- Robert Preidt
- Posted April 30, 2021
Your Blood Type Might Raise Odds for Certain Health Conditions
Certain blood types may increase a person's risk of different health problems, a new study suggests.
The research confirms some previous findings and reveals new links between blood types and diseases, according to the authors of the study published April 27 in the journal eLife.
"There is still very little information available about whether people with RhD-positive or RhD-negative blood groups may be at risk of certain diseases, or how many more diseases may be affected by blood type or group," said first author Torsten Dahlén, a doctoral student at Karolinska Institute in Stockholm.
To help fill that gap, the researchers investigated the link between blood types, RhD status and more than 1,000 diseases. (A person who is RhD positive has a protein called the D antigen on their red blood cells; RhD negative means the protein is absent.)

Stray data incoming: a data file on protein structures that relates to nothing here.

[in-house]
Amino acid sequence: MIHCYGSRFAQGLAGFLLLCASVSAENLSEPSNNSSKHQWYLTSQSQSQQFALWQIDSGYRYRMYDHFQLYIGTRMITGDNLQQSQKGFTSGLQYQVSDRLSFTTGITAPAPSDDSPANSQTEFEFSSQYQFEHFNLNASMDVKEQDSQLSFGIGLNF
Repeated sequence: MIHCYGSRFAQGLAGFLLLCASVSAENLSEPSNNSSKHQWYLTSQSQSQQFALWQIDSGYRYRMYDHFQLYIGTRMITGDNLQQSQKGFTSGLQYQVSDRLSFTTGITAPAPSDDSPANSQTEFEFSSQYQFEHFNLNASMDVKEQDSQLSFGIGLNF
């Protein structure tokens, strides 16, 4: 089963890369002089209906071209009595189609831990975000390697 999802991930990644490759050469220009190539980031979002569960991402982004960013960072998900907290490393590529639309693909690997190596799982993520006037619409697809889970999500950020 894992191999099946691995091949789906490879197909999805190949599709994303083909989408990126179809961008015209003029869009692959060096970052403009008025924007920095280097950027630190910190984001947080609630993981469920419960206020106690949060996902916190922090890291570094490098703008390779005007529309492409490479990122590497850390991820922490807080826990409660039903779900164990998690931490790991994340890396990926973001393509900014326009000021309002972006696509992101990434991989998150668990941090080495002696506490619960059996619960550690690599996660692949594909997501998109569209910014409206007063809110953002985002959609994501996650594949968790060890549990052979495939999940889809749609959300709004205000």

The analysis of health data from more than 5 million people in Sweden identified 49 diseases linked to blood types, and one associated with the RhD group.
The findings showed that people with type A blood were more likely to have blood clots; those with type O blood were more likely to have a bleeding disorder; and women with type O blood were more likely to develop pregnancy-induced high blood pressure ("hypertension").
The investigators also found a new link between type B blood and a lower risk of kidney stones, and noted that women who are RhD-positive are more likely to develop pregnancy-induced hypertension.
More research is needed to confirm these findings and to learn more about the links between blood type and disease risks, according to the study authors.
"Our findings highlight new and interesting relationships between conditions such as kidney stones and pregnancy-induced hypertension and blood type or group," said senior author Gustaf Edgren, associate professor of epidemiology at the Karolinska Institute.
"They lay the groundwork for future studies to identify the mechanisms behind disease development, or for investigating new ways to identify and treat individuals with certain conditions," Edgren added in a journal news release.
The American Red Cross has more on blood types.
SOURCE: eLife, news release, April 27, 2021